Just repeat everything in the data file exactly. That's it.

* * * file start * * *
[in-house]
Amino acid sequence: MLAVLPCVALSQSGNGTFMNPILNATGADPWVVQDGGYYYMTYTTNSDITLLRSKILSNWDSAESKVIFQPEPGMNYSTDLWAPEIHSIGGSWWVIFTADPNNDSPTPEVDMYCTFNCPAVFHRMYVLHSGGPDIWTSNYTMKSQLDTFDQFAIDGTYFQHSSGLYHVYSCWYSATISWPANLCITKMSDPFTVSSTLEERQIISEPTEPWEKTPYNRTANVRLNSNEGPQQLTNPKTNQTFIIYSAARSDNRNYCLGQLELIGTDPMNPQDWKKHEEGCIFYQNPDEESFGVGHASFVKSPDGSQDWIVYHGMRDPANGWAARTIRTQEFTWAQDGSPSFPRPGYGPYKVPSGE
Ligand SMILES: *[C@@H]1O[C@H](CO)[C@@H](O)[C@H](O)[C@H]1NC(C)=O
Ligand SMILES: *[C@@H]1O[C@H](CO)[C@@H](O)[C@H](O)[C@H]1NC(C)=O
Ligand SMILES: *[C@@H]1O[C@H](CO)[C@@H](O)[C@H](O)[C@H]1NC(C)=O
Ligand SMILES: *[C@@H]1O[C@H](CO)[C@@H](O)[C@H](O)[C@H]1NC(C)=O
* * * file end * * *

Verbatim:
[in-house]
Amino acid sequence: MLAVLPCVALSQSGNGTFMNPILNATGADPWVVQDGGYYYMTYTTNSDITLLRSKILSNWDSAESKVIFQPEPGMNYSTDLWAPEIHSIGGSWWVIFTADPNNDSPTPEVDMYCTFNCPAVFHRMYVLHSGGPDIWTSNYTMKSQLDTFDQFAIDGTYFQHSSGLYHVYSCWYSATISWPANLCITKMSDPFTVSSTLEERQIISEPTEPWEKTPYNRTANVRLNSNEGPQQLTNPKTNQTFIIYSAARSDNRNYCLGQLELIGTDPMNPQDWKKHEEGCIFYQNPDEESFGVGHASFVKSPDGSQDWIVYHGMRDPANGWAARTIRTQEFTWAQDGSPSFPRPGYGPYKVPSGE
Ligand SMILES: *[C@@H]1O[C@H](CO)[C@@H](O)[C@H](O)[C@H]1NC(C)=O
Ligand SMILES: *[C@@H]1O[C@H](CO)[C@@H](O)[C@H](O)[C@H]1NC(C)=O
Ligand SMILES: *[C@@H]1O[C@H](CO)[C@@H](O)[C@H](O)[C@H]1NC(C)=O
Ligand SMILES: *[C@@H]1O[C@H](CO)[C@@H](O)[C@H](O)[C@H]1NC(C)=O